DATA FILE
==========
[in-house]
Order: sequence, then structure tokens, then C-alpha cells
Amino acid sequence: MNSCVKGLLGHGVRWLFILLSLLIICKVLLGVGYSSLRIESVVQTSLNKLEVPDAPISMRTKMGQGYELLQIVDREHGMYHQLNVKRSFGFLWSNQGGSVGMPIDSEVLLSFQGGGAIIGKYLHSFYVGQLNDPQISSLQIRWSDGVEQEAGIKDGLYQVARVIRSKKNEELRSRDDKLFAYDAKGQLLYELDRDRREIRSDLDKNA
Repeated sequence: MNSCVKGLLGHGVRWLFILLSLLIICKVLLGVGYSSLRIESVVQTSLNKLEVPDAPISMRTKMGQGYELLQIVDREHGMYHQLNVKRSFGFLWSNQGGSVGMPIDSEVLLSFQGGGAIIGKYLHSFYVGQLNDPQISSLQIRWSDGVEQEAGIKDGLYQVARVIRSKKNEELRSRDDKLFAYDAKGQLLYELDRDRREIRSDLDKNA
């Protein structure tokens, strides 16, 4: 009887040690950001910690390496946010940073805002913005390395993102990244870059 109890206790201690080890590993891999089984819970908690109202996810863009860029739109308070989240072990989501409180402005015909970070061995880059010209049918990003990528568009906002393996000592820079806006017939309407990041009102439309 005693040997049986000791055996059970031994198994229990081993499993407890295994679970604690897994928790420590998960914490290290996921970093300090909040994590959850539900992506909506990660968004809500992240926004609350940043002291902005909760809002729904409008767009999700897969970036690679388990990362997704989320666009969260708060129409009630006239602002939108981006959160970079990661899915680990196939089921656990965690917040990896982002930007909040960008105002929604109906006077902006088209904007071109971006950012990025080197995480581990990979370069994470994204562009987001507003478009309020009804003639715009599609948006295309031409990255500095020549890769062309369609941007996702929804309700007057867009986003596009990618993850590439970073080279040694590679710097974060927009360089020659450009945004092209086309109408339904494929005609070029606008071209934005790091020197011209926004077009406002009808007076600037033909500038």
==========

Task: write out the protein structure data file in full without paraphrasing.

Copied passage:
[in-house]
Order: sequence, then structure tokens, then C-alpha cells
Amino acid sequence: MNSCVKGLLGHGVRWLFILLSLLIICKVLLGVGYSSLRIESVVQTSLNKLEVPDAPISMRTKMGQGYELLQIVDREHGMYHQLNVKRSFGFLWSNQGGSVGMPIDSEVLLSFQGGGAIIGKYLHSFYVGQLNDPQISSLQIRWSDGVEQEAGIKDGLYQVARVIRSKKNEELRSRDDKLFAYDAKGQLLYELDRDRREIRSDLDKNA
Repeated sequence: MNSCVKGLLGHGVRWLFILLSLLIICKVLLGVGYSSLRIESVVQTSLNKLEVPDAPISMRTKMGQGYELLQIVDREHGMYHQLNVKRSFGFLWSNQGGSVGMPIDSEVLLSFQGGGAIIGKYLHSFYVGQLNDPQISSLQIRWSDGVEQEAGIKDGLYQVARVIRSKKNEELRSRDDKLFAYDAKGQLLYELDRDRREIRSDLDKNA
């Protein structure tokens, strides 16, 4: 009887040690950001910690390496946010940073805002913005390395993102990244870059 109890206790201690080890590993891999089984819970908690109202996810863009860029739109308070989240072990989501409180402005015909970070061995880059010209049918990003990528568009906002393996000592820079806006017939309407990041009102439309 005693040997049986000791055996059970031994198994229990081993499993407890295994679970604690897994928790420590998960914490290290996921970093300090909040994590959850539900992506909506990660968004809500992240926004609350940043002291902005909760809002729904409008767009999700897969970036690679388990990362997704989320666009969260708060129409009630006239602002939108981006959160970079990661899915680990196939089921656990965690917040990896982002930007909040960008105002929604109906006077902006088209904007071109971006950012990025080197995480581990990979370069994470994204562009987001507003478009309020009804003639715009599609948006295309031409990255500095020549890769062309369609941007996702929804309700007057867009986003596009990618993850590439970073080279040694590679710097974060927009360089020659450009945004092209086309109408339904494929005609070029606008071209934005790091020197011209926004077009406002009808007076600037033909500038």